It's not really that bad. I've been developing a pretty massive application based on ExtJS that runs surprisingly fast in IE6. In Chrome or Firefox it runs very fast. I'm talking about 450KB minified Javascript files here, doing things like laying out data in sortable filtering grids, tree structures, drag and drop, etc. I'm surprised at how well IE manages to use it.

  • Re:My gawd (Score:3, Interesting)

    by buchner.johannes (1139593) on Thursday November 05, 2009 @09:46PM (#30002360) Homepage Journal

    It's a sad thing that mono is currently better supported on GNOME than Java. Where are the Java desktop programs?

    Anyone unhappy with Flash and Silverlight should really push JavaFX and make his/her desktop Java-ready. Let's kill Silverlight and Flash with Javascript and JavaFX, the open languages.

  • Re:My gawd (Score:4, Interesting)

    by Nefarious Wheel (628136) on Thursday November 05, 2009 @10:37PM (#30002618) Journal

    Let's kill Silverlight and Flash with Javascript and JavaFX, the open languages.

    Sad face here, I wonder just how open Java will remain. Consider: Java was defined by the Sun Java Test Suite, wasn't it? And now Oracle owns Sun. Oracle has long been known to me as a very agressive closed, proprietary company living off their software licenses.

    Should the Open Source community still be backing Java, now that the rather benign hand of Sun is no longer controlling it? Is it time to rally around something else now? Some language where you aren't in danger of being sued for infringement if you copy a test suite?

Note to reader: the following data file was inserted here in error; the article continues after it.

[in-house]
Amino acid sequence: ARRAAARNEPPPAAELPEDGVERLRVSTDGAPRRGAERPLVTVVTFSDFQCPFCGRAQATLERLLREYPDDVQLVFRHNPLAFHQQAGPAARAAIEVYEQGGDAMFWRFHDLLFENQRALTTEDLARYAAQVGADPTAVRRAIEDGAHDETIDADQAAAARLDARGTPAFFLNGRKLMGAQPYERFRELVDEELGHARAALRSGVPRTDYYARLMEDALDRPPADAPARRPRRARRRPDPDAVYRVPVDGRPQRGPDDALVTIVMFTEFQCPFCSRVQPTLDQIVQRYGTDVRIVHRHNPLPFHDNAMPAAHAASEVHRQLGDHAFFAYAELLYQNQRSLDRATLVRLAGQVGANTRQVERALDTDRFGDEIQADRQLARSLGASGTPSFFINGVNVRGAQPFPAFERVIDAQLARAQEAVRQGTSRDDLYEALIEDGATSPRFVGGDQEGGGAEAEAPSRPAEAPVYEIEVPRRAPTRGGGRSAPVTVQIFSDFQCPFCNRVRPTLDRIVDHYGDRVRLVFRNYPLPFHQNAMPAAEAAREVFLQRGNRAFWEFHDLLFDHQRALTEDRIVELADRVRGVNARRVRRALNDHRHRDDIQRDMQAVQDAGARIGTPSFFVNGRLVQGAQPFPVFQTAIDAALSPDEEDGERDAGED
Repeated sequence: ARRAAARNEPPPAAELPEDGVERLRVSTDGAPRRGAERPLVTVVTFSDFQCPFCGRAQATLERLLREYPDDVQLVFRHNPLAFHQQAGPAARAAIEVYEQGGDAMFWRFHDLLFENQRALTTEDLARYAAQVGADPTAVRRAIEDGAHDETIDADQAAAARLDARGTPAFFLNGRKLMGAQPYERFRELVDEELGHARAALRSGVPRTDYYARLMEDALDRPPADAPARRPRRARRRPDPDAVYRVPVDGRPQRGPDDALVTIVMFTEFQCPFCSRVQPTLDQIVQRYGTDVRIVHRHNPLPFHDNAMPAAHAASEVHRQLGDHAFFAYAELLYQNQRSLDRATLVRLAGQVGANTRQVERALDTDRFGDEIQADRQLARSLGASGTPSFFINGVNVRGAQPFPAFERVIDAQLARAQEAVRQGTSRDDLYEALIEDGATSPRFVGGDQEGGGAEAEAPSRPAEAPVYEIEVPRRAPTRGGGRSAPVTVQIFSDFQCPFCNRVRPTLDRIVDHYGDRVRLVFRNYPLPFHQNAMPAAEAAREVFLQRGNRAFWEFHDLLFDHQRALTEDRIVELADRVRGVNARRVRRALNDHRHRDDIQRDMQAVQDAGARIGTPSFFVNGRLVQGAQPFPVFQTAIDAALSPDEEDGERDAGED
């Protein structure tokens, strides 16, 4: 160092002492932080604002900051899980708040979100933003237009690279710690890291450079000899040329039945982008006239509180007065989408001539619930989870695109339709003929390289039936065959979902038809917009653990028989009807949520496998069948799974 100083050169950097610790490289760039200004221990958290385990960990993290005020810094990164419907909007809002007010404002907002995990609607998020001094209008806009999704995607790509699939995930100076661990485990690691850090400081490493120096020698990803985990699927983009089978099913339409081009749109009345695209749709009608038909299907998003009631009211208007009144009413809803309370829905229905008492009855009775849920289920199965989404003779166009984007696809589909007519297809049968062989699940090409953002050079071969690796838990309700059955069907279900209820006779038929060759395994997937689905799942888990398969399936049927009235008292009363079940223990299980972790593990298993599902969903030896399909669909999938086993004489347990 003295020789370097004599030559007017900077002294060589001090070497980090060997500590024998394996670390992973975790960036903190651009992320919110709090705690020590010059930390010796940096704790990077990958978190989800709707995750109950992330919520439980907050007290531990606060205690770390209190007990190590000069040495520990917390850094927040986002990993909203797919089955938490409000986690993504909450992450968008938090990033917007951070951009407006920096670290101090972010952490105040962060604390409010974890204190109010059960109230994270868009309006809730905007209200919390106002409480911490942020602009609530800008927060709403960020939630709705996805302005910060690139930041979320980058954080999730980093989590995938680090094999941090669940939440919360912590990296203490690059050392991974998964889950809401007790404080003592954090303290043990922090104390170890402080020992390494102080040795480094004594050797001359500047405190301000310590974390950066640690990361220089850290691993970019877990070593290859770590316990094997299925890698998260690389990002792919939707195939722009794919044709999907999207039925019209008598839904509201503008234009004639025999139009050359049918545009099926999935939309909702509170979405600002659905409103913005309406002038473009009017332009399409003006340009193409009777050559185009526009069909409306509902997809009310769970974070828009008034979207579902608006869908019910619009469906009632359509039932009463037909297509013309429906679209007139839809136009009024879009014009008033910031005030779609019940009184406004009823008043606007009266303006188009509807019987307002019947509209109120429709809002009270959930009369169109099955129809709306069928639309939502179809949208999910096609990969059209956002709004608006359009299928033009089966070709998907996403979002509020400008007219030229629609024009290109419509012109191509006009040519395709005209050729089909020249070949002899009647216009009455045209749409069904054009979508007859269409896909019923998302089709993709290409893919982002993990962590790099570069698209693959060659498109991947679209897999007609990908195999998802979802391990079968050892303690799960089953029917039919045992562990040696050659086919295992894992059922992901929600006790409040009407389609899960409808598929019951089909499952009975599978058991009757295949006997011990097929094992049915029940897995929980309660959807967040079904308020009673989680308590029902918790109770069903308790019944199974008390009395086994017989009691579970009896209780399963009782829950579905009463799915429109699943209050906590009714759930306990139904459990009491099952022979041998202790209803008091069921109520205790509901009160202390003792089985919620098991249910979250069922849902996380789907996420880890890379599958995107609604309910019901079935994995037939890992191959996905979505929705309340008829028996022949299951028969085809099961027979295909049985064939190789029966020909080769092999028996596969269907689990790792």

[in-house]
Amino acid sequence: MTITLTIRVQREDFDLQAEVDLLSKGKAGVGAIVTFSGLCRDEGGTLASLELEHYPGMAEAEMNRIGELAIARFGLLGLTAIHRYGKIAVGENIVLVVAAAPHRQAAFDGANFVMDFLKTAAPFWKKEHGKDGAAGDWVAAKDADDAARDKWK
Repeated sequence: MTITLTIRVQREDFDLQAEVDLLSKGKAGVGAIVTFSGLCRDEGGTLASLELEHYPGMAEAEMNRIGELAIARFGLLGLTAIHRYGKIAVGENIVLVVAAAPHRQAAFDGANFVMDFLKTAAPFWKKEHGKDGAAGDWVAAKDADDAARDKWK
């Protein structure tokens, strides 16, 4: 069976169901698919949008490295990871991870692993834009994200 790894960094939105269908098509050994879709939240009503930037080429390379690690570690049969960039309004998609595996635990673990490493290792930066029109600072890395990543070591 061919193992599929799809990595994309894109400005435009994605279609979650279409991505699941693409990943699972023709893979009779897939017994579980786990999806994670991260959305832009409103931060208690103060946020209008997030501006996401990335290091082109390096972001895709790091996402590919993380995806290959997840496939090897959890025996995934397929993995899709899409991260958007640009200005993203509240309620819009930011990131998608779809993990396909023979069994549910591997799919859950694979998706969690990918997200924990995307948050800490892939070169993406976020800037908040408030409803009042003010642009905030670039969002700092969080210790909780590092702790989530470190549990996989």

I am worried about Oracle pulling the strings, at some point they may think it in their best interests to act in such a way as to drive the language to more proprietary platforms. It's within their scope to do so, and it may be in their best interests to try. What was once the language choice for clear sailing is now in treacherous waters I think. Write once, run everywhere - for a given value of "everywhere".

  • by Chrisq (894406) on Friday November 06, 2009 @04:28AM (#30003766)
    GWT is a great Java to Javascript environment, but falls down in that to produce new components (ouside the toolbox provided) is difficult and requires raw javascript. Does anyone know if these products integrate or work together, because what would be really nice would be to be able to use closure to produce GWT components
  • Re:My gawd (Score:5, Interesting)

    by kripkenstein (913150) on Friday November 06, 2009 @04:35AM (#30003792) Homepage

    None of us would use Javascript if we had a choice, but we don't. So toolkits like JQuery or this release by Google are life savers.

    JavaScript the language is actually very nice - the main problems with 'JavaScript' are browser inconsistencies, the DOM, etc. etc.

    But if you take JavaScript itself, then yeah it has some problems - it was rushed - but it has good parts [blogspot.com]: It's a dynamic language, supports closures, first-class functions, convenient object definition syntax (from where we get JSON), etc. Due to its ubiquity, it also has the most secure and fast engines of any dynamic language (except for LuaJIT, but a comparison there is a topic all in itself).

    Because of those, JavaScript is being used more and more as a scripting language outside of web browsers, for example in desktop environments, game engines, etc. If you stick to good coding practices in JavaScript, you can write large and robust applications in it.

    But, again, to return to the original point, the current state of JavaScript in browsers is very messy. Which is why we need things like jQuery, and maybe this new library from Google as well.